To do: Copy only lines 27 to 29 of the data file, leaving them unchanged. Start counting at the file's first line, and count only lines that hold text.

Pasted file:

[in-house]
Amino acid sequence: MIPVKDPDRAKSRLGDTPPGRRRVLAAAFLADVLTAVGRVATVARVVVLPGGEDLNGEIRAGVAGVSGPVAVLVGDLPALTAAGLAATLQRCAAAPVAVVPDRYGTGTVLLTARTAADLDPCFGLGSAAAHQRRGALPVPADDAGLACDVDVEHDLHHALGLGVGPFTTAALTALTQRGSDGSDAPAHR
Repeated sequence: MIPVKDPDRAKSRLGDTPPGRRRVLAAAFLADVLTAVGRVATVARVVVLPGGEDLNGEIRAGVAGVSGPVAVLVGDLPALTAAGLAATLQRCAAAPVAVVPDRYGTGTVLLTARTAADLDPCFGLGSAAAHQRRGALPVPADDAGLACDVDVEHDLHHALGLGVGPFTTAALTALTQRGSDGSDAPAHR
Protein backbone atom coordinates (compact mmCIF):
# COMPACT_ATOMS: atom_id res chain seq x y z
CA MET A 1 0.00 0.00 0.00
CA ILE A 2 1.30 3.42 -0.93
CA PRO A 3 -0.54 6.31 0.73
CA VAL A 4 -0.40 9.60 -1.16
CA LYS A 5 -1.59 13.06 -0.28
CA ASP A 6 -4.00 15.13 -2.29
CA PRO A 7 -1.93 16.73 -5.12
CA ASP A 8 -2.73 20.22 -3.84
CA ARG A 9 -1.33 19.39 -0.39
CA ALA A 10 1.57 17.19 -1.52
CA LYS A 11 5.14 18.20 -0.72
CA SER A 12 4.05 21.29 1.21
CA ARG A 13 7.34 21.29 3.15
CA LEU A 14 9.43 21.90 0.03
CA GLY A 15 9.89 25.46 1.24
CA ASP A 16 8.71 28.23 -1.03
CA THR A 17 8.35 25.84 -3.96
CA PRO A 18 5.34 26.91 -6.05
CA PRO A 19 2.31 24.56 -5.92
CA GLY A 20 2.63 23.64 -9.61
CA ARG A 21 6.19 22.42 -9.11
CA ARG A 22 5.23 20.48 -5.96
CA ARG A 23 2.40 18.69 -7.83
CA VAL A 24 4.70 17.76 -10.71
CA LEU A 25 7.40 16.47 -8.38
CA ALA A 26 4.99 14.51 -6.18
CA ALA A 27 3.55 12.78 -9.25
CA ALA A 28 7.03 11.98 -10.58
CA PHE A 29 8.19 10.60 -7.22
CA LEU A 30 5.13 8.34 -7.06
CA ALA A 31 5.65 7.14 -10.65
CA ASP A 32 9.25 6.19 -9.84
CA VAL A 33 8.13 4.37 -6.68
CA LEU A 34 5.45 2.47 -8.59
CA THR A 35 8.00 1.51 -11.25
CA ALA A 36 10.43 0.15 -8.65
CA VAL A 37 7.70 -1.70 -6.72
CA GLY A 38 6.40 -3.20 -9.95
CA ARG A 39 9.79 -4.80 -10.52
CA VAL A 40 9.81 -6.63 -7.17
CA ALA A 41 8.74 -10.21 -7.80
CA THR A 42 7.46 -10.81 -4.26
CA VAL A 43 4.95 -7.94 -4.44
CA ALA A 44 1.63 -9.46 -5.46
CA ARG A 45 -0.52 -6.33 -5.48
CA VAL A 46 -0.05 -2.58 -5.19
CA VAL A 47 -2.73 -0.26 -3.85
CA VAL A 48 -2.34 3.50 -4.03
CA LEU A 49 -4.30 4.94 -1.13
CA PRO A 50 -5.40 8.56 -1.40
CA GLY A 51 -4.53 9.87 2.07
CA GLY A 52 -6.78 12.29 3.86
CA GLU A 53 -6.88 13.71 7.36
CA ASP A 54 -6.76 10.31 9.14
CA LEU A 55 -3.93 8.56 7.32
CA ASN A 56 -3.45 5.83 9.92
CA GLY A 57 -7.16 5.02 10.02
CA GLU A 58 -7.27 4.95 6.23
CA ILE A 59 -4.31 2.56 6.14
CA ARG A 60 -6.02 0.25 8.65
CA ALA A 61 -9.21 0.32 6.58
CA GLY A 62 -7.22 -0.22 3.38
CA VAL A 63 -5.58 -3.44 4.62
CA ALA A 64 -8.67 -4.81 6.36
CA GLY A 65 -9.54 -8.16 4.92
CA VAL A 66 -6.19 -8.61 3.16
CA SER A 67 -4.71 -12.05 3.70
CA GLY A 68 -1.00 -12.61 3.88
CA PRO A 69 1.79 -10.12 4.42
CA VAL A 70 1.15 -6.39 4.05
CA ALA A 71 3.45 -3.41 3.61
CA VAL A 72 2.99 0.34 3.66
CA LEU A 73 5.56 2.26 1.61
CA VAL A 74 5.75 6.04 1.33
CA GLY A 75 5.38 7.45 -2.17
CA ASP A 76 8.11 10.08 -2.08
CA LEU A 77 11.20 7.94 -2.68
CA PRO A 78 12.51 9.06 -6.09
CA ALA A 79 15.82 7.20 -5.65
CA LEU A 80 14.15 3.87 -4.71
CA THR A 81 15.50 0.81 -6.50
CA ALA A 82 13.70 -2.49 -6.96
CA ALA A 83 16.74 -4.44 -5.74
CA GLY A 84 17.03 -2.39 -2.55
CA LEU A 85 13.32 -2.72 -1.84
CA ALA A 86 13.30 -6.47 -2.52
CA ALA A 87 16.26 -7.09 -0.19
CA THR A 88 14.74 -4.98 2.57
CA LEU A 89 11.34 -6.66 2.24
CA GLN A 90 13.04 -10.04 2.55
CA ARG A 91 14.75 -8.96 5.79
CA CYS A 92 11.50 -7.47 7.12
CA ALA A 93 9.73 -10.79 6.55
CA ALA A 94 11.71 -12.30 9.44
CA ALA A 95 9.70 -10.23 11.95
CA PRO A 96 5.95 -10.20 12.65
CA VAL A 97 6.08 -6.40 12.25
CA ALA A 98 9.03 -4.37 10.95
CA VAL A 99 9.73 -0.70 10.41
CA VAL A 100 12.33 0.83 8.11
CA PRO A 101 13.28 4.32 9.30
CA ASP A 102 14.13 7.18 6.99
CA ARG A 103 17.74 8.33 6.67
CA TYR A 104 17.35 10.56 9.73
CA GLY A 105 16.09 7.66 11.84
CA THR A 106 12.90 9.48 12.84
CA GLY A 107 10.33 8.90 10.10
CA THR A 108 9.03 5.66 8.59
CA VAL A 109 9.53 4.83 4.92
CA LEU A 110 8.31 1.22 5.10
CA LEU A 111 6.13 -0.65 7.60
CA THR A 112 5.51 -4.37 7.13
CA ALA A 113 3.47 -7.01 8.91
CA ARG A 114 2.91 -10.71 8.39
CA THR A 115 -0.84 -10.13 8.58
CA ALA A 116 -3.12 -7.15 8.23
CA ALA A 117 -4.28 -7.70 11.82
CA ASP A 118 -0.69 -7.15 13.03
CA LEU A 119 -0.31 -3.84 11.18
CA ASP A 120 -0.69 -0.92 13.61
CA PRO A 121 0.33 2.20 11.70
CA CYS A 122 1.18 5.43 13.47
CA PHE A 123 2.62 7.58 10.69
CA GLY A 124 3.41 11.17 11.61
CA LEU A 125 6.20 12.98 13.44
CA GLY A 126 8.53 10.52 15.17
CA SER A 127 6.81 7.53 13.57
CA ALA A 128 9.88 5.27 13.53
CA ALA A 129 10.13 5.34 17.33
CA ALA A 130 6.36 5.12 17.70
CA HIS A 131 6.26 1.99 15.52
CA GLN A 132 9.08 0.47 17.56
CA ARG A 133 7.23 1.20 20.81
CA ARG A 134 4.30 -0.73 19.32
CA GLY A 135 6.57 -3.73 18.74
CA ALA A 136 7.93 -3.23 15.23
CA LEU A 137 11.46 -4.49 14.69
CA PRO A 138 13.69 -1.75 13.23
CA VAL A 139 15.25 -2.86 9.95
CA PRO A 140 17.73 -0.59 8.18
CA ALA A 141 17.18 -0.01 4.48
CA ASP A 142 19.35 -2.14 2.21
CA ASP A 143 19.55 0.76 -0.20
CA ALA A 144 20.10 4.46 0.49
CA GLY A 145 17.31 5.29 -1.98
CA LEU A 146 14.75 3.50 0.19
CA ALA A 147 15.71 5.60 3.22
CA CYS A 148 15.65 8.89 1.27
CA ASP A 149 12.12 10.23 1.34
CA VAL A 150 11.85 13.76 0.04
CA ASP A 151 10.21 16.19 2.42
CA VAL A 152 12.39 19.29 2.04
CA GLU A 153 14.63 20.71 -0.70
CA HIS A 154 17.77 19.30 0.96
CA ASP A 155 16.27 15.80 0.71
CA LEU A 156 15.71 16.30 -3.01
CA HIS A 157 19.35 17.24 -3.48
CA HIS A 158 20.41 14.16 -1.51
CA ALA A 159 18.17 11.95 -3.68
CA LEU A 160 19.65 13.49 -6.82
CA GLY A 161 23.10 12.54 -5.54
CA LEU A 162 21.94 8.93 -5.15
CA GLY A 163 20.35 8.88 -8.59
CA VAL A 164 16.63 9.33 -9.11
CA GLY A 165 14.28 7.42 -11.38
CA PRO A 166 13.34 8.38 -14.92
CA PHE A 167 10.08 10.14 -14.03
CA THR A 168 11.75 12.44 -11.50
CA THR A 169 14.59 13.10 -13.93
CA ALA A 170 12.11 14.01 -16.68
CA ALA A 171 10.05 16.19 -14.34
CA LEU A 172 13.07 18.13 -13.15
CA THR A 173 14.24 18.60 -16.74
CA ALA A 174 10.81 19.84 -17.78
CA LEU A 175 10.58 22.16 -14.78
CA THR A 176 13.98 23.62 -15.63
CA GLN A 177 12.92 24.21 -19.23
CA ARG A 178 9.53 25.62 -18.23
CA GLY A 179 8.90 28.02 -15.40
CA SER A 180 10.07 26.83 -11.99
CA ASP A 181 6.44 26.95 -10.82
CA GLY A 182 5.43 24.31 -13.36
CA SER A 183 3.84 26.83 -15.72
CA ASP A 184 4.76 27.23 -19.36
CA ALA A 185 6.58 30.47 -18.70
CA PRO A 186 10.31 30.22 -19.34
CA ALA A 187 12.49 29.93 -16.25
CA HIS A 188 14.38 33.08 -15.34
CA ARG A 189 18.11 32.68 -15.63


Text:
CA ARG A 22 5.23 20.48 -5.96
CA ARG A 23 2.40 18.69 -7.83
CA VAL A 24 4.70 17.76 -10.71